Marge: “Mm, but that’s Michelangelo’s David. It’s a masterpiece”.
Helen: [gasp] “It’s filth! It graphically portrays parts of the human body, which, practical as they may be, are evil”.
Marge: “But I like that statue”.
Helen: [gasp] “I told you she was soft on full frontal nudity! Come on, girls…”

It’s actually Maude who calls Marge “soft on full frontal nudity”, but the quote is dead on so it’s still excellent usage.

Can’t stop laughing! – Homer as the world’s worst Nike icon.  I might want to get that on a t-shirt.

22 Hours To Live – It helps to have a plan when you accidentally swallow part of a plastic knife:

I needed to snap out of it. When Homer was given his death sentence, he didn’t despair. He quietly accepted his fate, making a list of all the things he wanted to do before he died.

I flipped to the notes section of my iPhone and titled a fresh page “Death List”.

1. Sleep In.

Heh.

Top Ten Musical Guests on the Simpsons – And finally, I get to end with someone who agrees with us, even if he does put a lot of Zombie Simpsons on this list:

Remember when the Simpsons was mind-blowingly funny, and not just mildly watchable background programming? I do. I used to put on striped pajamas before my bedtime and catch reruns with my older brother and dad at the miniature white TV in our old kitchen. Much of the pop culture references flew over my head at the time but as a testament to the show’s brilliance I still bellowed my 7-10-year-old hear out.

It took a lot of post-childhood viewings for me to catch even most of the jokes.

11
Jul
12

Crazy Noises: Eight Misbehavin

Eight Misbehavin1

“Kids are the best, Apu.  You can teach ’em to hate the things you hate, and they practically raise themselves, what with the internet and all.” – Homer Simpson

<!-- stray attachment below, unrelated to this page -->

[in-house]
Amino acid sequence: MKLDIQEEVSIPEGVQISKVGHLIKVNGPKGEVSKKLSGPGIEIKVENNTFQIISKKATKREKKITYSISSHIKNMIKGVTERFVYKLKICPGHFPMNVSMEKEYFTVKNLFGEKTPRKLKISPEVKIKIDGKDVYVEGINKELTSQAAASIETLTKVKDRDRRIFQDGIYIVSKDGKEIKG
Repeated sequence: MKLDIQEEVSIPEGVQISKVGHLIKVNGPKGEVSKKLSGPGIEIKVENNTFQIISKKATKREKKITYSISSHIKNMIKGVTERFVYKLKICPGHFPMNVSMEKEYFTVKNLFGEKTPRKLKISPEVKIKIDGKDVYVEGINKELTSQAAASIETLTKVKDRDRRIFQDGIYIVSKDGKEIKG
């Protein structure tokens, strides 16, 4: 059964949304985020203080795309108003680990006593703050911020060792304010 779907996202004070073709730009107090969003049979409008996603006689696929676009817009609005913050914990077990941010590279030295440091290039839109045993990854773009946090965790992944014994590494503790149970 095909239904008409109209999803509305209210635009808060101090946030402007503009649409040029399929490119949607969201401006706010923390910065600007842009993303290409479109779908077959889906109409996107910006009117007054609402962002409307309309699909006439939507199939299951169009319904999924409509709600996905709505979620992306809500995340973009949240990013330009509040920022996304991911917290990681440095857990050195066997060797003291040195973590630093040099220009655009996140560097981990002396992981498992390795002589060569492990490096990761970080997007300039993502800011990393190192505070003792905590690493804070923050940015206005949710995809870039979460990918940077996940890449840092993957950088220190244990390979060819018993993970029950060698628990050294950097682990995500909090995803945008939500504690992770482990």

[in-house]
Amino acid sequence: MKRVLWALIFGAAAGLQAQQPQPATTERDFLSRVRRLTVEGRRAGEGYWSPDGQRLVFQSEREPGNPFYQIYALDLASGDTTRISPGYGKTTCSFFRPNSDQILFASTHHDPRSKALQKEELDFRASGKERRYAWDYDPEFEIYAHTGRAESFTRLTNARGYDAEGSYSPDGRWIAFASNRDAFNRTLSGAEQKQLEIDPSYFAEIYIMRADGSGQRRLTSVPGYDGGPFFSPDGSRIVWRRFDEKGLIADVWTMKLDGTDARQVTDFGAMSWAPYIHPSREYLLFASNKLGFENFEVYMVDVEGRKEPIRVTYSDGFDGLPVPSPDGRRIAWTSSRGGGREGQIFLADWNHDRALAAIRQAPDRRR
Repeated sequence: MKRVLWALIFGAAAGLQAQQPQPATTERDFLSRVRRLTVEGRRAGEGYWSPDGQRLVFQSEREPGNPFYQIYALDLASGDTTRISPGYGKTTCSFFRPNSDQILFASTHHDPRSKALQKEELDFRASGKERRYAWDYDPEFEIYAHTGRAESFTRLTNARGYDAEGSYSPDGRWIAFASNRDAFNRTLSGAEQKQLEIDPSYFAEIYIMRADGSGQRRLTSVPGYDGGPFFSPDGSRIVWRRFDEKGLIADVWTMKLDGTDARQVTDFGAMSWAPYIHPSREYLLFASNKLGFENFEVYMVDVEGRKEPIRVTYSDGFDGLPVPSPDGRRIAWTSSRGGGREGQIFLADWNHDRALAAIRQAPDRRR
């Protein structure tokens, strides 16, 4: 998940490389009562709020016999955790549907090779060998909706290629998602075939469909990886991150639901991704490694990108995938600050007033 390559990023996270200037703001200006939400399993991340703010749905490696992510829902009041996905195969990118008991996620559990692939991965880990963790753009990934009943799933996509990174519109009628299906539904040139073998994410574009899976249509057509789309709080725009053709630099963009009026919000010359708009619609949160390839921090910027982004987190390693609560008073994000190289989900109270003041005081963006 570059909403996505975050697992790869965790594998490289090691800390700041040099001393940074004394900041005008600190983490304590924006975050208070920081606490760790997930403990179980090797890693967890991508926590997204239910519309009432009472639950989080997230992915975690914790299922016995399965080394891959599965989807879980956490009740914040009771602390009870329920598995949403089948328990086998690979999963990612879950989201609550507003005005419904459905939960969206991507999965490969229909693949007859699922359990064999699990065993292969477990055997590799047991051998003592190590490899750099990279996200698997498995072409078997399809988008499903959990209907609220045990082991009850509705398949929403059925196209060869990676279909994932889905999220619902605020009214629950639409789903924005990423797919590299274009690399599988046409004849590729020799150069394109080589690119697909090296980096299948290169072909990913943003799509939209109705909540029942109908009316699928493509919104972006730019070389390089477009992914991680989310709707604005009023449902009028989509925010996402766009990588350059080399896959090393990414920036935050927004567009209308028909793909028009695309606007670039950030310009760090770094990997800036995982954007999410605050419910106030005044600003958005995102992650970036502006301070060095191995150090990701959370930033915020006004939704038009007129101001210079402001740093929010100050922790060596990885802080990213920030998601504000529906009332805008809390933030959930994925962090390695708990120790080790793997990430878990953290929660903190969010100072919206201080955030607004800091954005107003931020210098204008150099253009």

“Well, perhaps it is time.  I’ve noticed this country is dangerously underpopulated.” – Apu Nahasapeemapetilon

For the fourth summer in a row, we here at the Dead Homer Society will be spending some time discussing twelve year old Simpsons episodes.  This year we’re doing Season 11.  Why Season 11?  Because we’ve done Seasons 8, 9 and 10 already, and it’s time to take an unflinching look at the end of the show.  Since Skype and podcasts didn’t exist in 1999, and we want to discuss these episodes the way the internet intended, we’re sticking with the UTF-8 world of chat rooms and instant messaging.  This text has been edited for clarity and spelling (happily enough, not on “octuplet”).

Today’s episode is 1107, “Eight Misbehavin”.  Tomorrow will be 1108, “Take My Wife, Sleaze”.

Charlie Sweatpants: Alright, so, who’s ready to discuss a bizarre episode about a totally nonsensical octuplet birth?

Dave: Only if we do it once.

Mad Jon: Ooh ooh! Me!!!

I always used to try and like this one.

But it never really worked.

And being this is the first time in probably 5 years that I’ve watched it, I have realized why.

Charlie Sweatpants: I know the feeling. It starts well, but after the fourth insipid plot twist you kinda go numb to it.

Mad Jon: I like Apu in this episode. I don’t like much else.

The episode seems like it means well, but you hit it there. I can only take so much insanity in 22 minutes.

At least make the insanity linear.

Charlie Sweatpants: Heh. Good point.

It’s got the same problem as “Hello Gutter, Hello Fadder”, where it leaps plot holes in a single bound, but then stands there and makes you watch a stupid montage.

This one alternates between confusing me and boring me, and that’s not a good combination.